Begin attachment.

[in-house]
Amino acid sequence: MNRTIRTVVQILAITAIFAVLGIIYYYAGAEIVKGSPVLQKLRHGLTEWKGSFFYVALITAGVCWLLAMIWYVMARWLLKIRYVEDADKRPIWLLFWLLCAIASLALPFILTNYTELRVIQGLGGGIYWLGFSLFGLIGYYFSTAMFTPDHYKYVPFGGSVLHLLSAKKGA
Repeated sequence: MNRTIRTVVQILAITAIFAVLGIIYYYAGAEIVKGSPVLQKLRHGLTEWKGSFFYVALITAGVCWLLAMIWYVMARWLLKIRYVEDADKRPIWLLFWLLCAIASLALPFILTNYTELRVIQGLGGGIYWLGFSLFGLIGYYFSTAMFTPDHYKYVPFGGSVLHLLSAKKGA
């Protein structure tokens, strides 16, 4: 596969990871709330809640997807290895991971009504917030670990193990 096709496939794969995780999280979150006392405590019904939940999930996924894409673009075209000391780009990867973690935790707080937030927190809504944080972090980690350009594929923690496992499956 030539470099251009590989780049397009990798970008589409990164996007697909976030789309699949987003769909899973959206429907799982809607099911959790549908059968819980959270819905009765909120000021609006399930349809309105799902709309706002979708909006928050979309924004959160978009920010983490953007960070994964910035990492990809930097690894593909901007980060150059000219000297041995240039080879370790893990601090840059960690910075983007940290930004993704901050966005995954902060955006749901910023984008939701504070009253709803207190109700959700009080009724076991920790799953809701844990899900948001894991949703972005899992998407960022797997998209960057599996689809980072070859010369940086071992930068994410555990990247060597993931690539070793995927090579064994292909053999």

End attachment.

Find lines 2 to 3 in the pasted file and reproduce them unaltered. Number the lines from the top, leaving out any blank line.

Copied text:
Amino acid sequence: MNRTIRTVVQILAITAIFAVLGIIYYYAGAEIVKGSPVLQKLRHGLTEWKGSFFYVALITAGVCWLLAMIWYVMARWLLKIRYVEDADKRPIWLLFWLLCAIASLALPFILTNYTELRVIQGLGGGIYWLGFSLFGLIGYYFSTAMFTPDHYKYVPFGGSVLHLLSAKKGA
Repeated sequence: MNRTIRTVVQILAITAIFAVLGIIYYYAGAEIVKGSPVLQKLRHGLTEWKGSFFYVALITAGVCWLLAMIWYVMARWLLKIRYVEDADKRPIWLLFWLLCAIASLALPFILTNYTELRVIQGLGGGIYWLGFSLFGLIGYYFSTAMFTPDHYKYVPFGGSVLHLLSAKKGA